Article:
Amy Ying Liu
Indiana University, Kelley School of Business
Describe yourself in 15 words or less: I am a forever glass half-full kind of girl.
Hometown: Denver, Colorado
Fun Fact About Yourself: I spent the last year traveling and volunteering in Asia. I was lucky enough to spend some time in China, Japan, and Thailand.
Undergraduate School and Major: I received my Bachelor of Arts in Political Science at the University of California, Santa Barbara in 2014.
Employers and Job Titles Since Graduation: I worked as a business planning assistant at AmTRAN Video Corporation from 2014 to 2016.
Describe your biggest accomplishment in your career so far: When I first started working at AmTRAN Video Corporation, I noticed that AmTRAN struggled with order fulfillment. Problems with order fulfillment were caused by a lack of communication between AmTRAN’s logistics and sales departments. Each department maintained separate documents detailing the same information that was vital to both operations. To remedy this weakness, I spent a month working with the logistics and sales teams to create a shared forum that each department could update in real time. This saved both teams not only time from updating the same repetitive document but also money from correcting the same careless mistakes. I am proud that I made such a meaningful impact on AmTRAN’s productivity less than a year into my employment at AmTRAN Video Corporation.
Looking back on your experience, what one piece of advice would you give to future business school applicants? My advice to future business school applicants is to remember that an admissions interview is a dialogue not a monologue. Although your interviewer may use your application materials to strike up a conversation, this is not an invitation to repeat what you wrote in your application verbatim. Remember that your interviewer is trying to see if you are a good fit for their MBA program. Therefore, before your interview, research as much as you can about the MBA program you are applying for, think about a few stories you definitely want to highlight in your interview, and write down a few specific questions you would like to ask your interviewer. After your interview make sure to follow up with a short, thoughtful thank you email.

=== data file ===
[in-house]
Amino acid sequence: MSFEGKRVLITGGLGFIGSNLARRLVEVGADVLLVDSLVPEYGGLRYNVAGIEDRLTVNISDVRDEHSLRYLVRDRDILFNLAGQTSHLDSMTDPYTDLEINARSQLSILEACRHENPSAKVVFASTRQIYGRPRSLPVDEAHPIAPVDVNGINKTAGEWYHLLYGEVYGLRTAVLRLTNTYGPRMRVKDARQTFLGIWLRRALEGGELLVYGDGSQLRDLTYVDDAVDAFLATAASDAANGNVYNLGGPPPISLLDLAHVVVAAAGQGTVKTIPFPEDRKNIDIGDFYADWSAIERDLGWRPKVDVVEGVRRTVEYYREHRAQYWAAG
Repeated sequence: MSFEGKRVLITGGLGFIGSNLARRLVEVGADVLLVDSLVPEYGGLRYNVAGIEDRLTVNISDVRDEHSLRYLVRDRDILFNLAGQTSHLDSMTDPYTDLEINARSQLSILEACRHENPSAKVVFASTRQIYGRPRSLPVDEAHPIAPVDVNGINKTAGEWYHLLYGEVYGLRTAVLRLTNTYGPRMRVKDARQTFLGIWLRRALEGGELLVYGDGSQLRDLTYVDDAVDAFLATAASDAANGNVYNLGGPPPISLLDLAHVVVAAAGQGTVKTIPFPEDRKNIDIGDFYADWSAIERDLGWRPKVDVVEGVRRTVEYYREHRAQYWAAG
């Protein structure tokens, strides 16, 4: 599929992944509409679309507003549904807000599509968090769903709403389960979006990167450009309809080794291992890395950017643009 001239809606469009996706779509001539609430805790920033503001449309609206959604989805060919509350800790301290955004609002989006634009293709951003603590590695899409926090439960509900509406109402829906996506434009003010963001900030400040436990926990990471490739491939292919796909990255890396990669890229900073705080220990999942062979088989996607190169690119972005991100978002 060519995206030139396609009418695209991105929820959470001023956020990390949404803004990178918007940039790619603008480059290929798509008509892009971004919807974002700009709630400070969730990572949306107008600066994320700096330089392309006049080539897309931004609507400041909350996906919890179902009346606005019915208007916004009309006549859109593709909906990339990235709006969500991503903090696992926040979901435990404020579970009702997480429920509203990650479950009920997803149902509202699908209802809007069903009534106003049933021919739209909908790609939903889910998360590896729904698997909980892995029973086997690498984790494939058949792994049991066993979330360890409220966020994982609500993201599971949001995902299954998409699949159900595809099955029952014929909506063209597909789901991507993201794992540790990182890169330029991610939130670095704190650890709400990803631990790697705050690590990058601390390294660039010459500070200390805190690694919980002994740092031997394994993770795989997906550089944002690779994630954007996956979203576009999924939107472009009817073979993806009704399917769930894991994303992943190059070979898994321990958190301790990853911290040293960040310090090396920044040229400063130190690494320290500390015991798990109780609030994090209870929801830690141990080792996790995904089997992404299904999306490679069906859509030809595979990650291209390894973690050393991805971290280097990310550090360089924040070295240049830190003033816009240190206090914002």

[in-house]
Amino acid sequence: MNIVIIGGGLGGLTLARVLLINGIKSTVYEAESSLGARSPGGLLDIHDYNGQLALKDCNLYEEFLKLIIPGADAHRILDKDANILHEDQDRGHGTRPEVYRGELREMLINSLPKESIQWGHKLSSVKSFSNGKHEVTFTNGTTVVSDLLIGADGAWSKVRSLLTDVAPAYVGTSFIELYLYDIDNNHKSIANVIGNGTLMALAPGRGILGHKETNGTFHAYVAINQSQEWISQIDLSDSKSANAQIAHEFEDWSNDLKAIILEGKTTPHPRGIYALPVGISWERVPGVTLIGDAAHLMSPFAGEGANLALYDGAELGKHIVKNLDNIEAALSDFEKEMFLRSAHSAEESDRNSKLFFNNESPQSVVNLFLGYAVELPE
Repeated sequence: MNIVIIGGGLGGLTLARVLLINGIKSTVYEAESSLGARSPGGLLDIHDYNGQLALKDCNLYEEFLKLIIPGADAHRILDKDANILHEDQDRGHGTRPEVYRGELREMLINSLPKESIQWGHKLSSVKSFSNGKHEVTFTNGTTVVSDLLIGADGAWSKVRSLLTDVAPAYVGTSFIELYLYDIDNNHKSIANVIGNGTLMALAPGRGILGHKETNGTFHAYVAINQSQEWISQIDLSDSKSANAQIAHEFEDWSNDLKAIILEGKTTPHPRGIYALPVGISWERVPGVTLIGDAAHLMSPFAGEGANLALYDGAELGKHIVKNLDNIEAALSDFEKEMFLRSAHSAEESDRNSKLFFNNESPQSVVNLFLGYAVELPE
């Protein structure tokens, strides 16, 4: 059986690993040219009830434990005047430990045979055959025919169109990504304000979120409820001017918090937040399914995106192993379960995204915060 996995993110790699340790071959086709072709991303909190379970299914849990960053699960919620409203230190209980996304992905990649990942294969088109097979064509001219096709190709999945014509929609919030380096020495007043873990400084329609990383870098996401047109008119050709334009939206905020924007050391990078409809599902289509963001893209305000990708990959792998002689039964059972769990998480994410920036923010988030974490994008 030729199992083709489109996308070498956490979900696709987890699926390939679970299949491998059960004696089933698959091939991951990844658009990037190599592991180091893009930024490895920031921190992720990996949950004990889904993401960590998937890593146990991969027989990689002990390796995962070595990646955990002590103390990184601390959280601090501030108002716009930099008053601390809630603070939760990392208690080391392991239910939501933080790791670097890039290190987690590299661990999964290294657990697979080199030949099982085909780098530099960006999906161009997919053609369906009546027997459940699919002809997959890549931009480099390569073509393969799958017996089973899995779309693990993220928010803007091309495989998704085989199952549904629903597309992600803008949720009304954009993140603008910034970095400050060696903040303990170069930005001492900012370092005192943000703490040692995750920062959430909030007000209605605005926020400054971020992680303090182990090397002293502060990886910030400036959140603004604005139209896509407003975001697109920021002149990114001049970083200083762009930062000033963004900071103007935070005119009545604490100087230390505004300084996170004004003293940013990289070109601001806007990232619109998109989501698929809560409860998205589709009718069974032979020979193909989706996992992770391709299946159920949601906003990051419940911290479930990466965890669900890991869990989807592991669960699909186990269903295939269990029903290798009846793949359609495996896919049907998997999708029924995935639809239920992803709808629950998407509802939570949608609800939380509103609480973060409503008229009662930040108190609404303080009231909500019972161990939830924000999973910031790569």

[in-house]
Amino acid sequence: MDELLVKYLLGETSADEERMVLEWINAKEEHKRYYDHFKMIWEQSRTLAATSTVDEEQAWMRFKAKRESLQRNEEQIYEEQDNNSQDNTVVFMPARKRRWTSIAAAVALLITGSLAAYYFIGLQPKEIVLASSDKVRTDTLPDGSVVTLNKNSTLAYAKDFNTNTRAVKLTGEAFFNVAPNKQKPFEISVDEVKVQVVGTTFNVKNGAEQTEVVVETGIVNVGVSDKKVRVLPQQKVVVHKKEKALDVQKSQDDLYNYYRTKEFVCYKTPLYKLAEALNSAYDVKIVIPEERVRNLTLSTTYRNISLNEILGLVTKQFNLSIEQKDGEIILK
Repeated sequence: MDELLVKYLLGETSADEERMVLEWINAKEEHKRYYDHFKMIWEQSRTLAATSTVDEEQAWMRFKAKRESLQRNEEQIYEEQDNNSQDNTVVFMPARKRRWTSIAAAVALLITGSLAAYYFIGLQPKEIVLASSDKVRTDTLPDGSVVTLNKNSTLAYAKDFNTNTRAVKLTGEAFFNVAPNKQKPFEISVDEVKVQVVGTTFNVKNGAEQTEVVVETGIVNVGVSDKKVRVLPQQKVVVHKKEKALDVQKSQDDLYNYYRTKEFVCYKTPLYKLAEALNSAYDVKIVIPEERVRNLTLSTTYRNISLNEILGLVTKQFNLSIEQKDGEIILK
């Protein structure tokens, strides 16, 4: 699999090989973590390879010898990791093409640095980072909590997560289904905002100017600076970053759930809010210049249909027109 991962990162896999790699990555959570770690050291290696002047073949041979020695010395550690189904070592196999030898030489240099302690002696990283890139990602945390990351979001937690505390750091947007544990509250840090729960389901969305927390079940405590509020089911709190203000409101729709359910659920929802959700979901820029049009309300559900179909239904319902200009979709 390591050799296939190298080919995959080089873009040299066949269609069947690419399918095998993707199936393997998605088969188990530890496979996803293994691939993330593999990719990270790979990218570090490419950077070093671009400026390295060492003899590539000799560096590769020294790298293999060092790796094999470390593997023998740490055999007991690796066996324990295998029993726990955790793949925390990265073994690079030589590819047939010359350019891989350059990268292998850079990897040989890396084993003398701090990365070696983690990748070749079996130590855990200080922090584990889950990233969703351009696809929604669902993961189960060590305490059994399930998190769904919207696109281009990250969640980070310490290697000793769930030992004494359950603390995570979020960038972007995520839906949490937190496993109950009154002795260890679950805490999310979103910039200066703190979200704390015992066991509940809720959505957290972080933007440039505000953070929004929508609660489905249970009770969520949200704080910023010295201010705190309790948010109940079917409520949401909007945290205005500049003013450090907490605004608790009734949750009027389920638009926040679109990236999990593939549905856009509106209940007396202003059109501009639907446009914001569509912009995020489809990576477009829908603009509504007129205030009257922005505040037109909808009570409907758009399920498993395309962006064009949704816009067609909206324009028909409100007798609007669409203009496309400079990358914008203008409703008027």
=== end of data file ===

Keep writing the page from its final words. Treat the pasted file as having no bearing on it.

What was the key factor that led you to choose this program for your full-time MBA and why was it so important to you? Indiana University’s abundance of internationally-focused programs was the key factor that led me to choose the Kelley School of Business as my full-time MBA program. I gained a preliminary understanding of international business studying abroad in Beijing, China. At Beijing Normal University, I was chosen to host a series of cross-cultural exchanges. My finesse in organizing these exchanges led Chancellor Henry Yang to ask me to work with him as a University of California, Santa Barbara (UCSB) representative at Peking University (PKU). While studying at PKU, I helped the CFO of the Beijing United Family Hospital, Walter Xue, improve his English. When I returned to UCSB, I collaborated with five classmates to produce a manual on business communication that highlights the business styles of the six largest economies in Latin America. After college, I spent a little less than two years working for a Taiwanese electronics manufacturing company. I just got back from volunteering at Ouyang Yu Experimental Middle School in Hunan, China.
A degree from the Kelley School of Business represents a natural continuation of my pursuit to understand and excel in international business. I plan on graduating Indiana University with not only a MBA in Marketing but also a Certificate in Global Business Achievement. Hands-on learning courses, like the Kelley International Perspectives, will leave me abundantly prepared to work for a major international corporation. I look forward to giving back through GLOBASE where I will help entrepreneurs from emerging economies conquer their unique business challenges. I know that the Kelley School of Business will teach me the skills to thrive in the global market.
What would success look like to you after your first year of business school? I believe content marketing, a type of marketing that strategically distributes interactive, interesting, and relevant content to attract a loyal audience, is the future of marketing. According to the Content Marketing Institute, 76 percent of business-to-consumer businesses used content marketing in 2015. 50 percent of these businesses planned on increasing their 2016 content marketing budget. However, only 37 percent believed their 2015 strategy was effective. Clearly, businesses need experts in this field. Success after my first year of business school would be an internship at an international corporation where I could gain hands on experience crafting a successful content marketing campaign.